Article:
SYDNEY (Reuters) - World number two Adam Scott was left “gutted” on Sunday after the Midas touch deserted him and he blew a chance to cap the best year of his career with a rare Australian “triple crown” at Royal Sydney.
Everything Scott touched had turned to gold since he arrived back home last month for a four-tournament swing that quickly turned into a triumphant celebration of his becoming the first Australian to win the U.S. Masters.
Huge crowds thronged the courses as he won the Australian PGA in front of his friends and family on the Gold Coast and backed up for the first time in his career with a victory at the Australian Masters the following week.
His third place at the World Cup of Golf helped his country lift the trophy for the fifth time and he headed to the Australian Open bidding to do what only Robert Allenby had done before and win all of his country’s marquee titles in one year.
A course record 10-under-par 62 in his first round at Royal Sydney gave him a three-stroke lead and, playing some brilliant golf, he topped the leaderboard for all but two holes over the rest of the tournament.
Unfortunately, the second of those two holes was the 72nd and final one of the tournament, where his second bogey of the day allowed Northern Irishman Rory McIlroy to snatch the Stonehaven Cup from his grasp.
“I just made an error on the last, misjudged the wind and hit too much club into the last, so that’s the way it goes,” he told reporters of his approach that soared over the back of the green to leave a tricky up-and-down that he failed to muster.
“I felt I did everything right. I was concerned about how I was going to hit it today because I haven’t been swinging the club very well for the last two weeks and I played really nicely and the putter didn’t behave itself.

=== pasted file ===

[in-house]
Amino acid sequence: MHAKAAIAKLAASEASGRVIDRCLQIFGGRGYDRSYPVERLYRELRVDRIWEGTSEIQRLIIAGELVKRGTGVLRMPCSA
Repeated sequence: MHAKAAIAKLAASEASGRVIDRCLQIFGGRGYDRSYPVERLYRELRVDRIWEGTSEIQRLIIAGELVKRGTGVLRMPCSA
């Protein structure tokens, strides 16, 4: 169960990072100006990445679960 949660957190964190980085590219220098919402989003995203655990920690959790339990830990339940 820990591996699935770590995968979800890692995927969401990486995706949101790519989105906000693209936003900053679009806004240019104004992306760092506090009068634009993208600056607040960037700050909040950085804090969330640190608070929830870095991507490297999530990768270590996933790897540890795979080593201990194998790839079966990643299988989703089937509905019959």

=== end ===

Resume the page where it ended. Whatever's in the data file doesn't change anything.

“So it’s just the way golf is. I’m gutted. I felt like I never had a better chance to win the Aussie Open but it was tight the whole back nine. Rory played so good.”
Having lipped out or shaved the cup on a string of chances to extend his lead over the back nine, Scott’s distinctive long putter bore the brunt of his frustration.
“Nothing was going my way on the greens today,” he said.
“I could have put this thing away I think early on if the putter was behaving how it should have, like it did the rest of the week but I just misjudged into the last and a player as good as Rory is going to take that opportunity.”
With a crowd of around 20,000 flocking to the course on Sunday, Scott has earned comparisons with Greg Norman in his pomp in terms of his pulling power Down Under.
Although his last hole meltdown reminded some of the Adam Scott who gave up a four-shot lead with four holes to play to hand the British Open to Ernie Els at Royal Lytham in 2012, it is unlikely to dent his popularity too much back home.
Scott said he was not going to let it ruin a stellar season, during which he also won the Barclays.
“It’s been a great year,” he said. “Obviously I didn’t want to finish like that (but) I’ll get over this tonight and look forward to a few weeks rest and get ready to go next year.”
Editing by John O'Brien